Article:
• Insert the photo into each template as a layer
    • Position the photo in the template
    • Edit image title text
    • Position the image title text relative to the image
  • Publish the completed calendars as secure PDF documents
  • Move finished documents to output folders
  • Write a blog post to discuss the image
Advantages of Automation

The steps outlined above are repetitive and tedious work. Just the kind of thing the computer should handle for a user. The entire workflow for creating PDF calendars and blog post images can be automated with a little work. The process can also easily be driven by information stored in a database using something like SQLite. The database can store everything including calendar templates, original source images, logo images, copyright information, titles, text data, calendar layout configurations, processing logs, etc. The user need only select a source image and enter some text fields. The application handles all aspects of document creation and information storage autonomously. The whole process takes a few seconds at most. Using a data driven approach also allows previous documents to be regenerated on demand.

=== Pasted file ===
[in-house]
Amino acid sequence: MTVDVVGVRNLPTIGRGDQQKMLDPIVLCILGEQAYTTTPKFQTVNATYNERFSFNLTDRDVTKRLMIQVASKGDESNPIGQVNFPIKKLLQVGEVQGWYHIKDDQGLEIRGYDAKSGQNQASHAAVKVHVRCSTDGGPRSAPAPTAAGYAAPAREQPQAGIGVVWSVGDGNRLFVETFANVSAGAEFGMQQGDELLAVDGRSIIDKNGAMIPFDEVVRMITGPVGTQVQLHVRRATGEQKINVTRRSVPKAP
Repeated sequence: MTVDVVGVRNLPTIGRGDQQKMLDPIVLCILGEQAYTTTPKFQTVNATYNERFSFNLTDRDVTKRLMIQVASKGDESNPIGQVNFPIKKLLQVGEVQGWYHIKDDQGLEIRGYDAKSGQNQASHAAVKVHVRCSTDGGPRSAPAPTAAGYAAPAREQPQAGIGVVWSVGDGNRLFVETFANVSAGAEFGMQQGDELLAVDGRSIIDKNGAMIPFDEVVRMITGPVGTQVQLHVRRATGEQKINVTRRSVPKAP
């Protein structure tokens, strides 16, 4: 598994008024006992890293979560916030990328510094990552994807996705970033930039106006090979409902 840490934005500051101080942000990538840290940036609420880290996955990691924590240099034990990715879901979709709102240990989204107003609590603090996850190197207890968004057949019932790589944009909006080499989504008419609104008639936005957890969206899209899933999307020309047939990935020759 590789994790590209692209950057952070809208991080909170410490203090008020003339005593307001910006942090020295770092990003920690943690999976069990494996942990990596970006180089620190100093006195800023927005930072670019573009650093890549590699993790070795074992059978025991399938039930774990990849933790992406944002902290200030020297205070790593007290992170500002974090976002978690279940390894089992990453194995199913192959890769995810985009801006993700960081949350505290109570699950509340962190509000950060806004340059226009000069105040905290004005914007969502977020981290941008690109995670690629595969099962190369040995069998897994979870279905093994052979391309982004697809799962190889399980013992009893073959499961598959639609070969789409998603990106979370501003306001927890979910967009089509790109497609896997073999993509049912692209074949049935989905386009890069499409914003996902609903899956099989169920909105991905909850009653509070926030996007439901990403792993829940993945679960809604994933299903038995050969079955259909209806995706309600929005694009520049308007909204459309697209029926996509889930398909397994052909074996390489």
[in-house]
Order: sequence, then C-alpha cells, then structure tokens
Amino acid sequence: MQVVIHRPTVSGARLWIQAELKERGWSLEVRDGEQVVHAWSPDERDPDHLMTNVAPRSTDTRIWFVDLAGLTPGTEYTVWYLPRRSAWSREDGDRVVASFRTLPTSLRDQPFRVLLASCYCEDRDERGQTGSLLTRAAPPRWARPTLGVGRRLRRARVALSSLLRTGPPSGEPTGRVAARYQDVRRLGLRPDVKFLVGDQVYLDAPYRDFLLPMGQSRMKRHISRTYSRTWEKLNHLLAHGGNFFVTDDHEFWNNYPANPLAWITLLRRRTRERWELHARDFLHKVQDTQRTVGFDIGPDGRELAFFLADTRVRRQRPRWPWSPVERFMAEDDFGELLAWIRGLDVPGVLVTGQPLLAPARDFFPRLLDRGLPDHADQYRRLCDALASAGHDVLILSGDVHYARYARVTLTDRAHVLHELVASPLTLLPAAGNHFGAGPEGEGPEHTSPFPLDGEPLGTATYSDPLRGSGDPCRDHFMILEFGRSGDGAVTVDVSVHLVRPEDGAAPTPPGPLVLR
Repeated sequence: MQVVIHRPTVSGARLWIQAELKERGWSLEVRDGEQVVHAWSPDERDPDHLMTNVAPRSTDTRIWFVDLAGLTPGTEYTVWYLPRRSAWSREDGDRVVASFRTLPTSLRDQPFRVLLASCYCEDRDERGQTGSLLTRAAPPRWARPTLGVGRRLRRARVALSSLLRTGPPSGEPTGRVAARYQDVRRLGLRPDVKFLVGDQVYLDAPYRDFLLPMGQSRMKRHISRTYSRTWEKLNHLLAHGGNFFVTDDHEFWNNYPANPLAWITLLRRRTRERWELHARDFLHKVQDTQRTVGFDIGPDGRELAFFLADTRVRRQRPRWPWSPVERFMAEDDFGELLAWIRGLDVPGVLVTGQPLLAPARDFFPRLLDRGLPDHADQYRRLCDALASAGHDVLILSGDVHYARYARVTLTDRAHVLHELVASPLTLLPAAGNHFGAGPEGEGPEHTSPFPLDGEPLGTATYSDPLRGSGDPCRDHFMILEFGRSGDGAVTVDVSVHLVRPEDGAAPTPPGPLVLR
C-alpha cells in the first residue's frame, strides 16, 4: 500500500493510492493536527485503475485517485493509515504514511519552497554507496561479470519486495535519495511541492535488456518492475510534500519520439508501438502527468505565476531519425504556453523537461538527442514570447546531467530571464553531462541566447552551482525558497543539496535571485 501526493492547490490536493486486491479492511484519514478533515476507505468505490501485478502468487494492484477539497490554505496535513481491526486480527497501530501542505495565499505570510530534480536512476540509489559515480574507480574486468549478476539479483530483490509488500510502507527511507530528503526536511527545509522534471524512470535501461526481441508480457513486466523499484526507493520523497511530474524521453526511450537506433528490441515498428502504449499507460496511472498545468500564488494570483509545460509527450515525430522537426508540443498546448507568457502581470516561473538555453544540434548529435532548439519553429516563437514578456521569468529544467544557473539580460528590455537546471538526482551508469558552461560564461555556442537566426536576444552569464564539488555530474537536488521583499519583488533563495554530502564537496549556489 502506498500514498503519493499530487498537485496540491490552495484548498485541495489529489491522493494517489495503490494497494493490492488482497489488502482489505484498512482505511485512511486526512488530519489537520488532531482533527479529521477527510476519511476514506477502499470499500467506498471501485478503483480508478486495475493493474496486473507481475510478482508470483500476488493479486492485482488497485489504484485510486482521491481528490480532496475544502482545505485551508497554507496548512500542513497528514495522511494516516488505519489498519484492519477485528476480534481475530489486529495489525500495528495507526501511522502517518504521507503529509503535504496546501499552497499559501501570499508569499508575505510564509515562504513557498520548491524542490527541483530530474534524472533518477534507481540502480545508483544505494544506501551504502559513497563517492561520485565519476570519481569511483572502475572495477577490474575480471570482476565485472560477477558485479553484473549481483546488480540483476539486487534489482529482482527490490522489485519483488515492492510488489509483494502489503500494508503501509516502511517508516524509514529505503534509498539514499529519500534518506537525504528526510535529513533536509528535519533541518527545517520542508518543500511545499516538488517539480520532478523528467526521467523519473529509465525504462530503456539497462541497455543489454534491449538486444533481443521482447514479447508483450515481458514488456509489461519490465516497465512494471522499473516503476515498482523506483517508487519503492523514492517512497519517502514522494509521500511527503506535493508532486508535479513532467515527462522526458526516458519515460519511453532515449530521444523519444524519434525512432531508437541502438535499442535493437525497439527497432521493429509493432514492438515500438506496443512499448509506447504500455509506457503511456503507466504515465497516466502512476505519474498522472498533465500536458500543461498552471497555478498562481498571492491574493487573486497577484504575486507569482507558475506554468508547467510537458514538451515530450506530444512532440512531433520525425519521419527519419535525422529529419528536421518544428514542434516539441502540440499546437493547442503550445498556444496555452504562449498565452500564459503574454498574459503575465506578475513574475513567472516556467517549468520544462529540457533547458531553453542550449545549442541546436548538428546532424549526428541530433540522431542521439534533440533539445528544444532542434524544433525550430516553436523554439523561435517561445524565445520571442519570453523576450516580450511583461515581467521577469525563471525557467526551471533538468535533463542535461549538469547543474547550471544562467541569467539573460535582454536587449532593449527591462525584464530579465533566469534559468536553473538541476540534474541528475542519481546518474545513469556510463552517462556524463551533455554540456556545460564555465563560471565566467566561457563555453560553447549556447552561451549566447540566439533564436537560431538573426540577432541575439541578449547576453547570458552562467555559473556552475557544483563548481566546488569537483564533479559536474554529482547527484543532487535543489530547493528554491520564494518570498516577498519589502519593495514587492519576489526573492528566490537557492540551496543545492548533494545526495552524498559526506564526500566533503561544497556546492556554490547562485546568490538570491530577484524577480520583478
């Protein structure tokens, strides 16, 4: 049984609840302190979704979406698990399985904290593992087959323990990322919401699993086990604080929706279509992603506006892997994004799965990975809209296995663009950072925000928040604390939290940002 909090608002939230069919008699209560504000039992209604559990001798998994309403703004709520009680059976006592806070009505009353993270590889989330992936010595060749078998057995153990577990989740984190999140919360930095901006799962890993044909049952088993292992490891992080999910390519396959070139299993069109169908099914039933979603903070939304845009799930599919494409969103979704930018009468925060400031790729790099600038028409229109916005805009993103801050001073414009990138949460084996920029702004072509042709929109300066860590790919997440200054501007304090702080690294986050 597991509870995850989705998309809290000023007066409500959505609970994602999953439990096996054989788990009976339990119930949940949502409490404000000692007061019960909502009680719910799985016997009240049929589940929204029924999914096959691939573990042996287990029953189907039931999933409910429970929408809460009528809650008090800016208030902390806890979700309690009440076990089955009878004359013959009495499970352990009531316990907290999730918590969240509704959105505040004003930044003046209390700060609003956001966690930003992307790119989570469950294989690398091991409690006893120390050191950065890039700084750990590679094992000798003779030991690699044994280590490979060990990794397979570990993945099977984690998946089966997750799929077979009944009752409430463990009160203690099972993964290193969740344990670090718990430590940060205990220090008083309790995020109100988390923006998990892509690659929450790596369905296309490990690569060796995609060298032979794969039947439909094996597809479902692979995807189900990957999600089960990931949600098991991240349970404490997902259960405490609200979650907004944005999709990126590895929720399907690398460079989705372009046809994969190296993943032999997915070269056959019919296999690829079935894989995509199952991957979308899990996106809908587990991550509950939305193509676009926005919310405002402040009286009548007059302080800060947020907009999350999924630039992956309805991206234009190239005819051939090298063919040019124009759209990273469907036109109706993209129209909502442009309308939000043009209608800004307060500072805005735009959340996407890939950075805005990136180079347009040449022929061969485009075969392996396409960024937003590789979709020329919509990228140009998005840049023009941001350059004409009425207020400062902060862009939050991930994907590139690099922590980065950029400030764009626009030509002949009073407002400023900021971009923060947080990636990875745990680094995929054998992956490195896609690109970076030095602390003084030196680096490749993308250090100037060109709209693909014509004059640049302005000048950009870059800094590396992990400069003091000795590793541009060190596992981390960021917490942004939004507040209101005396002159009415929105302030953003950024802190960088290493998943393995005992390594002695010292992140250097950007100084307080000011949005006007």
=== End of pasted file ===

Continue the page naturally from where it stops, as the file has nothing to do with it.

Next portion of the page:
My application is around 80% complete as of now. The prototype app can select and size images, add standard and image specific file/copyright information, load appropriate calendar templates, modify text content and add images as layers to the calendar templates. All information is stored in a local SQLite database. The app can use either an existing instance of Photoshop or start a new instance as necessary for processing.

Broader Uses for Scripting

My ultimate goal is to be able to automate any adobe application that supports scripting capability using ExtendScript or Javascript. That allows development of cross application and cross platform functionality. Depending upon the need there are also many possibilities for combining internal and external scripting. For instance Python comes to mind as a compliment to Javascript. Also combining scripting and actions seems interesting.

Of course application scripting is not something everyone will need or want to do. It is good to know the capability exists just in case you ever need it. For me it is a way to combine my passions for photography and code.